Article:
Every business should consider directors and officers insurance to protect itself from lawsuits from customers, vendors, employees, or, in family-owned companies, other family members. The insurance generally covers legal fees if a board is sued, as well as costs incurred if a judgment is decided in favor of the plaintiff. The cost depends on factors including the size of the board and the company's net worth. For example, a 30-employee company might get $2 million in coverage with a $25,000 deductible for about $12,000 a year.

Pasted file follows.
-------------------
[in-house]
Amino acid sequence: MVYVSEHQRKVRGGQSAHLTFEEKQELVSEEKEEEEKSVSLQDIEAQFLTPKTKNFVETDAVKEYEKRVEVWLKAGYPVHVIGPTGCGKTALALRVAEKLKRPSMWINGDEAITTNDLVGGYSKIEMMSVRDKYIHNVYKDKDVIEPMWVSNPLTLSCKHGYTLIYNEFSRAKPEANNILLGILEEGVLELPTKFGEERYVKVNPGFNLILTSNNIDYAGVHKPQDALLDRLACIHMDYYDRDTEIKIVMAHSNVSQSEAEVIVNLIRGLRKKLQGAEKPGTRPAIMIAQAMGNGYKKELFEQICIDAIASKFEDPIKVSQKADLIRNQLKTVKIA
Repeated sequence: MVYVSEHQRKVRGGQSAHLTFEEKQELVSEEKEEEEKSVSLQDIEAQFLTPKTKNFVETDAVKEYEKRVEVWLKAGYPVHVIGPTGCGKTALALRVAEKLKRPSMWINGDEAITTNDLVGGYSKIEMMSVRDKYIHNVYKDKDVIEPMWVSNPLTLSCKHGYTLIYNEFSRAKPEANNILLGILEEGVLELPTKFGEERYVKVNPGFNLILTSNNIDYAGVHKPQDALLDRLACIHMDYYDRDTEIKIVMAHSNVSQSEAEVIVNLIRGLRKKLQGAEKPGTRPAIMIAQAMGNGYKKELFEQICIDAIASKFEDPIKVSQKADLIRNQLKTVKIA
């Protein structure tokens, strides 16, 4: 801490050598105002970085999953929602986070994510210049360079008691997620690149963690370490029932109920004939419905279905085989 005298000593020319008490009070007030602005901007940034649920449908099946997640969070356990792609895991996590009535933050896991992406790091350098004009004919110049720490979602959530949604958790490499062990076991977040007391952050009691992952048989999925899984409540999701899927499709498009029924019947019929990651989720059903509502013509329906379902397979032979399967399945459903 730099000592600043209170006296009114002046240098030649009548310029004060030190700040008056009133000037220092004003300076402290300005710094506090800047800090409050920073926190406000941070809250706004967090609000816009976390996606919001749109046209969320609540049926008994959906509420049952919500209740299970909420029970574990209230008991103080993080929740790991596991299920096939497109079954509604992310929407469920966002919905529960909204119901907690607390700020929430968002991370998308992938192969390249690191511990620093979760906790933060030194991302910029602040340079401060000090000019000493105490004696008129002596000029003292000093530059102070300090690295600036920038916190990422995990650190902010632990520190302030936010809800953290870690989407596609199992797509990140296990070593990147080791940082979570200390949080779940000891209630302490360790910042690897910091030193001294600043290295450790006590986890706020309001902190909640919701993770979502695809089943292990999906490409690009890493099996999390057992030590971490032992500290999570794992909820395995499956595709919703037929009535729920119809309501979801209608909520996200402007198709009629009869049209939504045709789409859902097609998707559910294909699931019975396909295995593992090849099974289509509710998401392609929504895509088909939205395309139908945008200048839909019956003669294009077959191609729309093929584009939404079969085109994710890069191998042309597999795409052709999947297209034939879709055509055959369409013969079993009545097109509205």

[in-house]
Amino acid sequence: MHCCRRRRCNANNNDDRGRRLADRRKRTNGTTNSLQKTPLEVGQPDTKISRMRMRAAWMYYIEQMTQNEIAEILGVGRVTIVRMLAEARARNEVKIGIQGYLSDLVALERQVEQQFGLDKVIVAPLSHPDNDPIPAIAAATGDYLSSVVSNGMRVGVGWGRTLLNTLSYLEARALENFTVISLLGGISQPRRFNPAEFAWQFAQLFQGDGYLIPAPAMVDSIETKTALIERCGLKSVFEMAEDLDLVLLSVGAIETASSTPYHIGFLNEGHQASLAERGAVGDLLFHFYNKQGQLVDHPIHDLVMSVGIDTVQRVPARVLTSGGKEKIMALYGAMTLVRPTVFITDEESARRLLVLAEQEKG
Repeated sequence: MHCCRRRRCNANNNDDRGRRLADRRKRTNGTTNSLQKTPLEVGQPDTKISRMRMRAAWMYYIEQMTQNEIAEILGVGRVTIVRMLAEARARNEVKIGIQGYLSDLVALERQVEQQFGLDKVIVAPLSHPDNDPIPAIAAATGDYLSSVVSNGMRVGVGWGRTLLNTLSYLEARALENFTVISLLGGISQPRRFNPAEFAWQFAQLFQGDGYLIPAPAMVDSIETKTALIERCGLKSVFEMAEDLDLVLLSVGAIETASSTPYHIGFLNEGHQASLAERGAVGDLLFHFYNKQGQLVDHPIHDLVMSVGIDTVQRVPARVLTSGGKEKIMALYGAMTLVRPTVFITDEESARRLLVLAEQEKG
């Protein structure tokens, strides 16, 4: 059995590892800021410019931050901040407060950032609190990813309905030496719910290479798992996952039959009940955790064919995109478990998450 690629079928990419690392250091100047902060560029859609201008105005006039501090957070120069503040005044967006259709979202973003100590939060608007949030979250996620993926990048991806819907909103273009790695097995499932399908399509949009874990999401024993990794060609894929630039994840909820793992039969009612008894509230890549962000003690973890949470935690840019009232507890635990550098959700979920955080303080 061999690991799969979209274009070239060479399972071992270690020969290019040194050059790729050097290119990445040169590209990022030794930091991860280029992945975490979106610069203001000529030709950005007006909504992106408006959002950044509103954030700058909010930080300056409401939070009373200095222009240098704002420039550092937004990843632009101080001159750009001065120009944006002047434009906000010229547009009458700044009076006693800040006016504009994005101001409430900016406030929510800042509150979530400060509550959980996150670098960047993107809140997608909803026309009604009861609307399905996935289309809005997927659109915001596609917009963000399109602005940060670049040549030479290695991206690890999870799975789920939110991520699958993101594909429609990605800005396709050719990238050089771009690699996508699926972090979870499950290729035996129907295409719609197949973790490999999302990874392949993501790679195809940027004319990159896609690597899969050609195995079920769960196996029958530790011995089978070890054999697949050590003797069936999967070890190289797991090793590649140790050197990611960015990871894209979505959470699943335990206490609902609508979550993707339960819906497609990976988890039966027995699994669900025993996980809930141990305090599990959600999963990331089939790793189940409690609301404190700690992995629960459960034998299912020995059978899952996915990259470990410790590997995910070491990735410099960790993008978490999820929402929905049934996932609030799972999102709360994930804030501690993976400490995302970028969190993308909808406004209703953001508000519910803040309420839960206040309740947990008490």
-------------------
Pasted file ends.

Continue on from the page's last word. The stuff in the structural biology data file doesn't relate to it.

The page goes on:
You might be able to avoid forking over the money if state law allows you to agree to indemnify directors in case of a lawsuit. But that's risky. "If the corporation is in bankruptcy, you won't have any assets with which to provide indemnification, anyway," says Robert Anderson, a partner with the law firm of Hale Lane Peek Dennison & Howard in Las Vegas. Insurance premiums may be a small price to pay for the advice you'll get from a solid board.